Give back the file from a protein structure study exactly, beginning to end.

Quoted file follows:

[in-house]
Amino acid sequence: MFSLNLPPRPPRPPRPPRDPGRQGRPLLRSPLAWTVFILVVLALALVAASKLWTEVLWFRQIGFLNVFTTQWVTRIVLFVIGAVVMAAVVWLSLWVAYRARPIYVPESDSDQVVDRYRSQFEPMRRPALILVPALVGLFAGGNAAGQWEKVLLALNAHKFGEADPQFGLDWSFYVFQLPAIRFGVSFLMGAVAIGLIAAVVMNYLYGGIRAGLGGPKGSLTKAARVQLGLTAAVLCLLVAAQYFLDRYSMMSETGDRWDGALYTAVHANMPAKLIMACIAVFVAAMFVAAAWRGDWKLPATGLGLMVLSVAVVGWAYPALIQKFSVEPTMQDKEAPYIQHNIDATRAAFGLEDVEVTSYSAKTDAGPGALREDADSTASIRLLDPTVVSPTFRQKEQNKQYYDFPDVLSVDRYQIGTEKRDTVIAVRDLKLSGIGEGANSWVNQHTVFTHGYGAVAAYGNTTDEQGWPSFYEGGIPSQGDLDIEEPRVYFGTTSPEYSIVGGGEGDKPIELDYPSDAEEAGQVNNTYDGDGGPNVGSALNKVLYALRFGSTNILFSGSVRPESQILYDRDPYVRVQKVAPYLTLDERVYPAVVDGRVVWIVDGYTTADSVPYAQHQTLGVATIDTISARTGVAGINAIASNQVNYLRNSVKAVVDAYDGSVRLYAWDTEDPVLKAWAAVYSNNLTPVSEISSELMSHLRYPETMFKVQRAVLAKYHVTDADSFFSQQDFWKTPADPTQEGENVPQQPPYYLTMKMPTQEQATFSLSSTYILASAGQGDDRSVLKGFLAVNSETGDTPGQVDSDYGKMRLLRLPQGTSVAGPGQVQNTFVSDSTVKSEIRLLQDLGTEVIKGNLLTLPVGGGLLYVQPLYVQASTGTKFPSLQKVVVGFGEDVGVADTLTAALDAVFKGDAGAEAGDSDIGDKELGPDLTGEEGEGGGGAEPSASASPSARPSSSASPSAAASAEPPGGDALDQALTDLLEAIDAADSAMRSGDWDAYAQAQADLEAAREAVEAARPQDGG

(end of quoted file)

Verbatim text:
[in-house]
Amino acid sequence: MFSLNLPPRPPRPPRPPRDPGRQGRPLLRSPLAWTVFILVVLALALVAASKLWTEVLWFRQIGFLNVFTTQWVTRIVLFVIGAVVMAAVVWLSLWVAYRARPIYVPESDSDQVVDRYRSQFEPMRRPALILVPALVGLFAGGNAAGQWEKVLLALNAHKFGEADPQFGLDWSFYVFQLPAIRFGVSFLMGAVAIGLIAAVVMNYLYGGIRAGLGGPKGSLTKAARVQLGLTAAVLCLLVAAQYFLDRYSMMSETGDRWDGALYTAVHANMPAKLIMACIAVFVAAMFVAAAWRGDWKLPATGLGLMVLSVAVVGWAYPALIQKFSVEPTMQDKEAPYIQHNIDATRAAFGLEDVEVTSYSAKTDAGPGALREDADSTASIRLLDPTVVSPTFRQKEQNKQYYDFPDVLSVDRYQIGTEKRDTVIAVRDLKLSGIGEGANSWVNQHTVFTHGYGAVAAYGNTTDEQGWPSFYEGGIPSQGDLDIEEPRVYFGTTSPEYSIVGGGEGDKPIELDYPSDAEEAGQVNNTYDGDGGPNVGSALNKVLYALRFGSTNILFSGSVRPESQILYDRDPYVRVQKVAPYLTLDERVYPAVVDGRVVWIVDGYTTADSVPYAQHQTLGVATIDTISARTGVAGINAIASNQVNYLRNSVKAVVDAYDGSVRLYAWDTEDPVLKAWAAVYSNNLTPVSEISSELMSHLRYPETMFKVQRAVLAKYHVTDADSFFSQQDFWKTPADPTQEGENVPQQPPYYLTMKMPTQEQATFSLSSTYILASAGQGDDRSVLKGFLAVNSETGDTPGQVDSDYGKMRLLRLPQGTSVAGPGQVQNTFVSDSTVKSEIRLLQDLGTEVIKGNLLTLPVGGGLLYVQPLYVQASTGTKFPSLQKVVVGFGEDVGVADTLTAALDAVFKGDAGAEAGDSDIGDKELGPDLTGEEGEGGGGAEPSASASPSARPSSSASPSAAASAEPPGGDALDQALTDLLEAIDAADSAMRSGDWDAYAQAQADLEAAREAVEAARPQDGG